References are your friend and they will help you mightily. Never be afraid to use them – that’s why they exist! And believe me, there’s a reference for everything. It’s wonderful. Go nuts with it.

4a. She Who Holds the Stars [resized]
She Who Holds the Stars


Where on the spectrum do you identify?

I’m aroace.

Have you encountered any kind of ace prejudice or ignorance in your field?  If so, how do you handle it?

In my field specifically? Thankfully, no, not really. It has almost never come up regarding my art, but sadly, I’ve encountered all sorts of prejudice in other areas of my life. Admittedly, I haven’t really intertwined my orientation with my art until very recently, so I don’t have the most experience.

When it does come up, I tend to just block and move on, or if I feel that the person involved might be receptive to a discussion, I try to engage them. Thanks to my personal experiences and the recent environment around asexuality and aromanticism, I’ve become very scared and cautious about even getting into it. If I even suspect that someone might have something bad to say about us, I tend to shut off to them entirely.

5. Teeny Tiny Master
Teeny Tiny Master

What’s the most common misconception about asexuality that you’ve encountered?

Offline, people making the absolute conflation that sex = love/romance. Almost every single person I’ve ever tried to explain asexuality to immediately gets stuck on the snag of “but if you don’t have sex does that mean you don’t love anyone?” It’s baffling and incredibly frustrating. Sometimes it goes as far as the person assuming that a lack of sexual attraction makes me some kind of cold emotionless freak. Just because I don’t do the do doesn’t mean I lack the capacity for warmth, genius.

I encounter lots of misconceptions about asexuality in general. Visibility and resources about it are so low that people genuinely don’t know anything. Even my other LGBTQ+ friends sometimes struggle to come to grips with it. Oftentimes people default to thinking it’s a choice and equate it with abstinence or celibacy.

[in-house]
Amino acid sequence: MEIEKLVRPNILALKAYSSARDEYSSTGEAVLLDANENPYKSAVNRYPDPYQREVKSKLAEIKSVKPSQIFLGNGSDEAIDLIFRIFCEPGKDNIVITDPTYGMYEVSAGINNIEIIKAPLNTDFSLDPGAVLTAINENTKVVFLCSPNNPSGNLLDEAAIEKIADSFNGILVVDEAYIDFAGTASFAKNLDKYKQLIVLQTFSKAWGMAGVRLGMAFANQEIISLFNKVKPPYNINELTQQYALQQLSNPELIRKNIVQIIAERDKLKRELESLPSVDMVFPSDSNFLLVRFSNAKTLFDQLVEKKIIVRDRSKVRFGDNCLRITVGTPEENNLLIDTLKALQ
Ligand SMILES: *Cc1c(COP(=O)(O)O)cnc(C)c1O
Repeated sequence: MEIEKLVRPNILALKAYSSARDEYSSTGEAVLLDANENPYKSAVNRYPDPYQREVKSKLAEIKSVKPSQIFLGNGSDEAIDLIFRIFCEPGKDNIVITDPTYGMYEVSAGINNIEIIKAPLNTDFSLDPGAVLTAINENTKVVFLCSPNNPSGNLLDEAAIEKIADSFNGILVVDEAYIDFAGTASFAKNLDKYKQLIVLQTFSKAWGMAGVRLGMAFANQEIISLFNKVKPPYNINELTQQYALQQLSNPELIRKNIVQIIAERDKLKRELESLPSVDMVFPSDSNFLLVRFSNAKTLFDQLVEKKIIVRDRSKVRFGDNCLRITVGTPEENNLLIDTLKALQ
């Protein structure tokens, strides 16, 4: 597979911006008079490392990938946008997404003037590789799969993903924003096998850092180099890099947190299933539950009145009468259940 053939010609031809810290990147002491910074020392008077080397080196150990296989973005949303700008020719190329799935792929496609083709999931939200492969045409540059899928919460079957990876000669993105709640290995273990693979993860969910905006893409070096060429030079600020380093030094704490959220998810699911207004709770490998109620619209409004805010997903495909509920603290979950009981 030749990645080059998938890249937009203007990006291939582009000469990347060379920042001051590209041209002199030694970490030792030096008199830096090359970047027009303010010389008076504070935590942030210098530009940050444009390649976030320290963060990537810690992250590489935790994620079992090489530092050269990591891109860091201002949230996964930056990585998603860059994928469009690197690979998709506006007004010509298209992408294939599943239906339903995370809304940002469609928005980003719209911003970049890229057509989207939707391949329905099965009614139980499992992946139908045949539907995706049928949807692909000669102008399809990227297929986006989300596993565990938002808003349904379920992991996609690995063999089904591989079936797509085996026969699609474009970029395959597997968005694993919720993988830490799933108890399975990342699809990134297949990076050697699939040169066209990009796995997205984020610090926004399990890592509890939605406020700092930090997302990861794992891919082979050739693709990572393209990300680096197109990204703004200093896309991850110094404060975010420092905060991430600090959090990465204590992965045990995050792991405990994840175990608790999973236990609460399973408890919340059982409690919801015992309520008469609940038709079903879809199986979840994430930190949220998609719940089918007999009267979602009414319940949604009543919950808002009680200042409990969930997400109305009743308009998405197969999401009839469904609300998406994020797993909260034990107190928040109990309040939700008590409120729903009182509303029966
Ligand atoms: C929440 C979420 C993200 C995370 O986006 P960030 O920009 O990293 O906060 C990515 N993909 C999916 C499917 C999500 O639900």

What advice would you give to any asexual individuals out there who might be struggling with their orientation?

Don’t ever feel ashamed to question yourself and explore what everything means to you. Asexuality can be hard to recognise in yourself – especially if you’re surrounded by media and things telling you that sex is the bomb-diggety. Take your time with it.

Being asexual doesn’t mean you’re “frigid”, “evil”, or “just haven’t tried it”. Anyone who says so is ignorant at best and malicious at worst. Ignore them. You know yourself best.

Just as importantly: please don’t feel ashamed if you find out that you’re not asexual. Identity is a journey and making a few missteps on the way doesn’t render your or your current identity wrong!

Finally, where can people find out more about your work?

I’m an awfully disorganised person, so my “portfolio” – as it were – is all over the web! One day I’ll collate it all in a single place, I promise.

The best place to start would be my deviantART, where I post the more finished pieces:

I also post on Tumblr! I have a few blogs where I post the rest of my art, which includes all the more “casual” and scribbly things that I don’t port over to my dA. Here they are: and

6. Butterflies and Roses
Butterflies and Roses

Thank you, Rosa, for participating in this interview and this project. It’s very much appreciated.